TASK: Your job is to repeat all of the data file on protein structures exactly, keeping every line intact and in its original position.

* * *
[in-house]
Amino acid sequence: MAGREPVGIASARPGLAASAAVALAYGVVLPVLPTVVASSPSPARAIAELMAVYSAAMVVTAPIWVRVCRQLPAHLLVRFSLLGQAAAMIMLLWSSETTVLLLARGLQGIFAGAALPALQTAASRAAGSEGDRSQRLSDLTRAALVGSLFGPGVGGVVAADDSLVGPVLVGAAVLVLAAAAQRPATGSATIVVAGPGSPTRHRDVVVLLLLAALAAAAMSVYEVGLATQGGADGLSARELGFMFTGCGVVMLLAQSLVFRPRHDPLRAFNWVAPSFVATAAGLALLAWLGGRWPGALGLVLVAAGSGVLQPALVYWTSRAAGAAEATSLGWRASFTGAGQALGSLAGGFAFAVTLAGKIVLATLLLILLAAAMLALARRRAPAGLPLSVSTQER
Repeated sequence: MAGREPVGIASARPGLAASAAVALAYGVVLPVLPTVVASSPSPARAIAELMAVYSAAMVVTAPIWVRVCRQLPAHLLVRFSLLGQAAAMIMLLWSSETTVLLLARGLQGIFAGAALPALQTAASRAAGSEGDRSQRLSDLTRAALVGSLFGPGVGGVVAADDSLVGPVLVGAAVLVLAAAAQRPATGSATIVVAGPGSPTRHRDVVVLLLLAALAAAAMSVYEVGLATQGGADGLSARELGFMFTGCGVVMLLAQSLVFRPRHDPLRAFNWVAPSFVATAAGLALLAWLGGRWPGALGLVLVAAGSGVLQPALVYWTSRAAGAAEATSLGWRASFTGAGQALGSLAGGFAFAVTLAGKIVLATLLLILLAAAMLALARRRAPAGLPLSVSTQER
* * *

[in-house]
Amino acid sequence: MAGREPVGIASARPGLAASAAVALAYGVVLPVLPTVVASSPSPARAIAELMAVYSAAMVVTAPIWVRVCRQLPAHLLVRFSLLGQAAAMIMLLWSSETTVLLLARGLQGIFAGAALPALQTAASRAAGSEGDRSQRLSDLTRAALVGSLFGPGVGGVVAADDSLVGPVLVGAAVLVLAAAAQRPATGSATIVVAGPGSPTRHRDVVVLLLLAALAAAAMSVYEVGLATQGGADGLSARELGFMFTGCGVVMLLAQSLVFRPRHDPLRAFNWVAPSFVATAAGLALLAWLGGRWPGALGLVLVAAGSGVLQPALVYWTSRAAGAAEATSLGWRASFTGAGQALGSLAGGFAFAVTLAGKIVLATLLLILLAAAMLALARRRAPAGLPLSVSTQER
Repeated sequence: MAGREPVGIASARPGLAASAAVALAYGVVLPVLPTVVASSPSPARAIAELMAVYSAAMVVTAPIWVRVCRQLPAHLLVRFSLLGQAAAMIMLLWSSETTVLLLARGLQGIFAGAALPALQTAASRAAGSEGDRSQRLSDLTRAALVGSLFGPGVGGVVAADDSLVGPVLVGAAVLVLAAAAQRPATGSATIVVAGPGSPTRHRDVVVLLLLAALAAAAMSVYEVGLATQGGADGLSARELGFMFTGCGVVMLLAQSLVFRPRHDPLRAFNWVAPSFVATAAGLALLAWLGGRWPGALGLVLVAAGSGVLQPALVYWTSRAAGAAEATSLGWRASFTGAGQALGSLAGGFAFAVTLAGKIVLATLLLILLAAAMLALARRRAPAGLPLSVSTQER